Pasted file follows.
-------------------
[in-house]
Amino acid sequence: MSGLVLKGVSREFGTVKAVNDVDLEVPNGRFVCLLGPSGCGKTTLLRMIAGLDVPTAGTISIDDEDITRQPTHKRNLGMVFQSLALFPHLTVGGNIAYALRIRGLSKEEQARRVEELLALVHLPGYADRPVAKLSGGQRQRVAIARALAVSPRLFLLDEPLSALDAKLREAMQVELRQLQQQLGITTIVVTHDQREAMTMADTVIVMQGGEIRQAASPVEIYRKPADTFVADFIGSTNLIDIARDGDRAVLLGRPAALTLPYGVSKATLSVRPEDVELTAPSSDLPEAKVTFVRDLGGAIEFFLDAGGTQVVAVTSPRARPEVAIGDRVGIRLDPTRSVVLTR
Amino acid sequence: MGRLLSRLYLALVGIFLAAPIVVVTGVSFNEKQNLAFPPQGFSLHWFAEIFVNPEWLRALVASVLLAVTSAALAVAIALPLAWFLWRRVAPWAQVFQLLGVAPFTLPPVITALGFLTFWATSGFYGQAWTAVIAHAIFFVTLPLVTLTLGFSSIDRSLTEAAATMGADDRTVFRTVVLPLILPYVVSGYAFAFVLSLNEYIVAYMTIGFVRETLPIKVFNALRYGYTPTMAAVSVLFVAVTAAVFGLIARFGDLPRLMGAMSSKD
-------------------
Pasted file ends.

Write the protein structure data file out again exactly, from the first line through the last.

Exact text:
[in-house]
Amino acid sequence: MSGLVLKGVSREFGTVKAVNDVDLEVPNGRFVCLLGPSGCGKTTLLRMIAGLDVPTAGTISIDDEDITRQPTHKRNLGMVFQSLALFPHLTVGGNIAYALRIRGLSKEEQARRVEELLALVHLPGYADRPVAKLSGGQRQRVAIARALAVSPRLFLLDEPLSALDAKLREAMQVELRQLQQQLGITTIVVTHDQREAMTMADTVIVMQGGEIRQAASPVEIYRKPADTFVADFIGSTNLIDIARDGDRAVLLGRPAALTLPYGVSKATLSVRPEDVELTAPSSDLPEAKVTFVRDLGGAIEFFLDAGGTQVVAVTSPRARPEVAIGDRVGIRLDPTRSVVLTR
Amino acid sequence: MGRLLSRLYLALVGIFLAAPIVVVTGVSFNEKQNLAFPPQGFSLHWFAEIFVNPEWLRALVASVLLAVTSAALAVAIALPLAWFLWRRVAPWAQVFQLLGVAPFTLPPVITALGFLTFWATSGFYGQAWTAVIAHAIFFVTLPLVTLTLGFSSIDRSLTEAAATMGADDRTVFRTVVLPLILPYVVSGYAFAFVLSLNEYIVAYMTIGFVRETLPIKVFNALRYGYTPTMAAVSVLFVAVTAAVFGLIARFGDLPRLMGAMSSKD